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U.S. economy on road to recovery, banker says

By MITCH LIES

For the Capital Press

The U.S. economy is headed in the right direction, but interest rates will increase, a banker told the Agri-Business Council of Oregon at its annual meeting.

SALEM — With some caveats, a bank executive said here Jan. 23 that he believes the U.S. economy is “on the road to recovery.”

Speaking at the annual meeting of the Agri-Business Council of Oregon, Michael Stead, executive vice president of the capital markets division for Bank of the West, identified several signs that the economy is improving: the Gross Domestic Product growth rate is up to 2.7 percent and possibly even higher, he said, home prices are starting to stabilize and the U.S. trade balance is improving.

“The Europeans are still holding things back a little bit,” Stead said. “But things are looking very, very good, a lot better than they were before. You should take comfort that things are on the right track.”

Among issues Stead identified that could derail the economic recovery is an increase in interest rates.

“Over time, we are seeing interest rates starting to move higher,” Stead said. “The Fed is buying less, and it has an impact on borrowing cost. And if your cost to finance things goes too high, too fast, it puts a damper on consumption, which puts a damper on economic growth.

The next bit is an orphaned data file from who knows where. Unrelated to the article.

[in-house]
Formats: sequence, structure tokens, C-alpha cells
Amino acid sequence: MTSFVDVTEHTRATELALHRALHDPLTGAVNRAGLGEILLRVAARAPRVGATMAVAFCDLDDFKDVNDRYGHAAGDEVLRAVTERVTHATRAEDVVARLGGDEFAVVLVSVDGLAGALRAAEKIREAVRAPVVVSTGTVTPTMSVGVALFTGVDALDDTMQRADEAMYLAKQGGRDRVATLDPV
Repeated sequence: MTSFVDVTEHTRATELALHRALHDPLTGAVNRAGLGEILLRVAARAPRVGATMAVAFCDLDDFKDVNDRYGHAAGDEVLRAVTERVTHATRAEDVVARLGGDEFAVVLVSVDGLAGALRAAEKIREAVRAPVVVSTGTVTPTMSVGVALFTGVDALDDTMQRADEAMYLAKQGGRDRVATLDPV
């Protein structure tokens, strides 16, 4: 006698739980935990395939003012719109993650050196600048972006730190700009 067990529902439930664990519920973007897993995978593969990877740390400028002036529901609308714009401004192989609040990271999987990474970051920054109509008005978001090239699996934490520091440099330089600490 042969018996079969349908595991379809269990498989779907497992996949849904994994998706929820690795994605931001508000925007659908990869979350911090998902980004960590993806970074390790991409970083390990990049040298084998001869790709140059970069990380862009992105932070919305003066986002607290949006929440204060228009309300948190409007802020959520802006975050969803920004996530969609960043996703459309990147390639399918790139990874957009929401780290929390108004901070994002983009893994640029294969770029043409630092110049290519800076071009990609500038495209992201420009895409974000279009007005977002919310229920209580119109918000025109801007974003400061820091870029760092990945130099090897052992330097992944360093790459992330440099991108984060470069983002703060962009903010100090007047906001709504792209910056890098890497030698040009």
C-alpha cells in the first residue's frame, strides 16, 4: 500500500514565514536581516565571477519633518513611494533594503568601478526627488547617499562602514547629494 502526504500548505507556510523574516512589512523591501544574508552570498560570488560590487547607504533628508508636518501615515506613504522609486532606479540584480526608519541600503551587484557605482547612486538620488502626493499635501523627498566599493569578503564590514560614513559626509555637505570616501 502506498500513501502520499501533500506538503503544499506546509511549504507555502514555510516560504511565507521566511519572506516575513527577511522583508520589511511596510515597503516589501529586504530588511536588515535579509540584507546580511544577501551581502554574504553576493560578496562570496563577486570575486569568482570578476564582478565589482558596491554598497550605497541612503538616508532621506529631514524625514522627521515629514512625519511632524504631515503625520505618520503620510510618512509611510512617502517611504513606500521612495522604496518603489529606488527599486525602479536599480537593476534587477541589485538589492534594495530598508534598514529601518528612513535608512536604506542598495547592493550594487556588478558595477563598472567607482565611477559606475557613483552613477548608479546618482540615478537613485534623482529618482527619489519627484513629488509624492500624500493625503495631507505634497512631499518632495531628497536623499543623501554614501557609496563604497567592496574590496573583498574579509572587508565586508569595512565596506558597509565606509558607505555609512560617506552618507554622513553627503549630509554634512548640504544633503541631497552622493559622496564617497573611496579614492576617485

“If you have debt, I strongly urge you to hedge that bet,” Stead said. “Work out a schedule on how you can hedge that interest-rate risk.”

Stead also identified a decline in the workforce as an issue of concern to the U.S. economic recovery.

“This is something that troubles us,” Stead said, “because when you see people leaving the labor force, the question is, why are they leaving? Is it because baby boomers are aging? Is it because they are just giving up hope? Is it because there is nothing else to do and they would rather stay at home?

“That is something that should be taken into consideration,” he said. “If more people were looking for work, clearly the unemployment rate would be higher than the 6.8 percent.

“I would rather see real meaningful job growth of 200,000 or 300,000 jobs a month,” he said. “That would be way better than where we are now.”

Among positive factors affecting the economy is an improvement in the U.S. trade balance brought on by a boom in the energy sector.

“The fracking industry is creating a boom in the energy world, and is allowing us to become much more self-sufficient in energy, and it is expected to continue,” Stead said.

Also, Stead said, a good corn crop last year helped lower feed costs for beef and dairy producers.

“The net is it is looking very positive for continued improvement,” he said of the economy.

Stead also spoke about the costs of Medicare, Social Security and health, unemployment and military spending on the U.S. economy. Those sectors make up 75 percent of the spending in President Obama’s proposed 2014 budget.

“Everything else, with one exception, and that is interest on debt, is sort of irrelevant,” Stead said.

“What matters is somebody has to come to grips with Medicare, Social Security and military spending in order for there to be a really meaningful negotiation,” he said.

“This is why politicians don’t want to get on the national stage and have debates about this, because nobody wants to be the guy who cuts grandma’s Medicare,” Stead said.



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